Dragons fly, biologists classify: an overview of molecular odonate studies, and our evolutionary understanding of dragonfly and damselfly (Insecta: Odonata) behavior

Among insects, perhaps the most appreciated are those that are esthetically pleasing: few capture the interest of the public as much as vibrantly colored dragonflies and damselflies (Insecta: Odonata). These remarkable insects are also extensively studied. Here, we review the history of odonate systematics, with an emphasis on discrepancies among studies. Over the past century,…

Structure, function and evolution of the ‘glans’ of the anisopteran vesica spermalis (Odonata)

Comparative investigations of the distal part of the vesica spermalis (‘glans’) of the anisopteran male secondary copulatory apparatus reveal three different ‘solutions’ of combining the emptying-mechanism of the sperm-reservoir with a ‘washing out’ of sperm of the male predecessor. The responsible apparatus of the glans—actually driven by pressure-changes inside the erectile organ, which is a…

The evolution and frequency of female color morphs in Holarctic Odonata: why are male-like females typically the minority?

We compiled data on the occurrence and frequency of distinct female variants among Holarctic Odonata and interpreted the data in light of harassment-based hypotheses. The major source of male confusion for male mimicry hypotheses is predicted to be signal similarity between andromorphs and male distractors; for the learned mate recognition hypothesis (LMR), it is predicted…

Tandem grip mechanics and tandem linkage shifting in Odonata – reconstruction of evolution and phylogenetic significance

The functional morphology of the male caudal clasping apparatus of Zygoptera is compared to that of Epiophlebia superstes (Anisozygoptera) and Anisoptera. Hypotheses concerning the mechanics and muscle functions have been advanced by parallel construction of mechanical working models. The evolution of the clasping apparatus and the tandem linkage shifting – from the female pronotum to…

To harass or to respect: the economy of male persistence despite female refusal in a damselfly with scramble mate competition

In sexual conflict, males are often thought to gain fitness benefits from harassing females over mating. Yet when harassment itself incurs costs to males and if alternative, receptive females are available in a local population, theory predicts that when confronted with a female refusal, a male’s choice of persisting or retreating is determined in part by the likelihood of achieving a mating.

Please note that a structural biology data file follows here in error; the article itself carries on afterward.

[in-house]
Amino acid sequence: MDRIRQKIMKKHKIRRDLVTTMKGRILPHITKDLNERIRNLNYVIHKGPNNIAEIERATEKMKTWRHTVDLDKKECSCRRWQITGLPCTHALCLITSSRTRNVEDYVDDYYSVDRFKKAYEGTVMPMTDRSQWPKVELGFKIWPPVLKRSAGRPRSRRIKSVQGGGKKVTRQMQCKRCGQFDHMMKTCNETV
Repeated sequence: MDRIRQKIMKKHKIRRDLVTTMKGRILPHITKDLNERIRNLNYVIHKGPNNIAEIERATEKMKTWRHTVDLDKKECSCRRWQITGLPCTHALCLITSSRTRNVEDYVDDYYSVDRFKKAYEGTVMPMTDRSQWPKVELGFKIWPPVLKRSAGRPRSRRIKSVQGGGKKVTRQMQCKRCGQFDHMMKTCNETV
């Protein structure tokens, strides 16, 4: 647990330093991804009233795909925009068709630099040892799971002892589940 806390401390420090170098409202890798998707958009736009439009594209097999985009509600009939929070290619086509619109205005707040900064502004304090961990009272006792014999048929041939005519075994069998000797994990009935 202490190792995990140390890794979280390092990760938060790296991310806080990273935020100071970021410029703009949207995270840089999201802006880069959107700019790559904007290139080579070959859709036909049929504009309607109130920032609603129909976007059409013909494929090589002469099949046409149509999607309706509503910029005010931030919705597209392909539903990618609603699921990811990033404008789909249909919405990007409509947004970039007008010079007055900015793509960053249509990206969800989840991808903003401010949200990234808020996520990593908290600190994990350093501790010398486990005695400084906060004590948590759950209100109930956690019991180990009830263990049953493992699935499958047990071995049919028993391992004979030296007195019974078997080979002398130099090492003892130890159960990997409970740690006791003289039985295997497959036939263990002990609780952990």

Forest edges and their effects on the arrival of dragonflies at north-temperate experimental ponds

The matrix, an environment in the landscape that individuals move through but do not reside in, can affect species dispersal and the arrival of individuals at habitat patches. Elements around this matrix that provide refuge or resources may shape the arrival of animals at habitat patches, even when those patches are equivalent in quality. Adult dragonflies (Odonata: Anisoptera) frequently use open terrestrial environments during movement and dispersal in north-temperate regions…

The subfamily Platycnemidinae (Zygoptera: Platycnemididae) in Thailand, with description of the final stadium larva of Copera chantaburii Asahina, 1984

Within the damselfly subfamily Platycnemidinae, eight species are currently recognized in South-East Asia. The final stadium larvae of only three of them have been so far described. The final stadium larva of Copera chantaburii is described and illustrated for the first time, based on reared specimens, and new provincial records both of larvae and adults…

Establishment of larval pits by Tachopteryx thoreyi (Odonata: Petaluridae): habitat modification by a non-burrowing petalurid

Tachopteryx thoreyi is one of only two species of petalurid dragonflies with a non-fossorial larval stage. In the context of questions related to the phylogenetics, historical biogeography and current distribution of the Petaluridae, the evolution of a burrowing larval stage in petalurids, which is unique in the Odonata, is of considerable interest. This paper reports…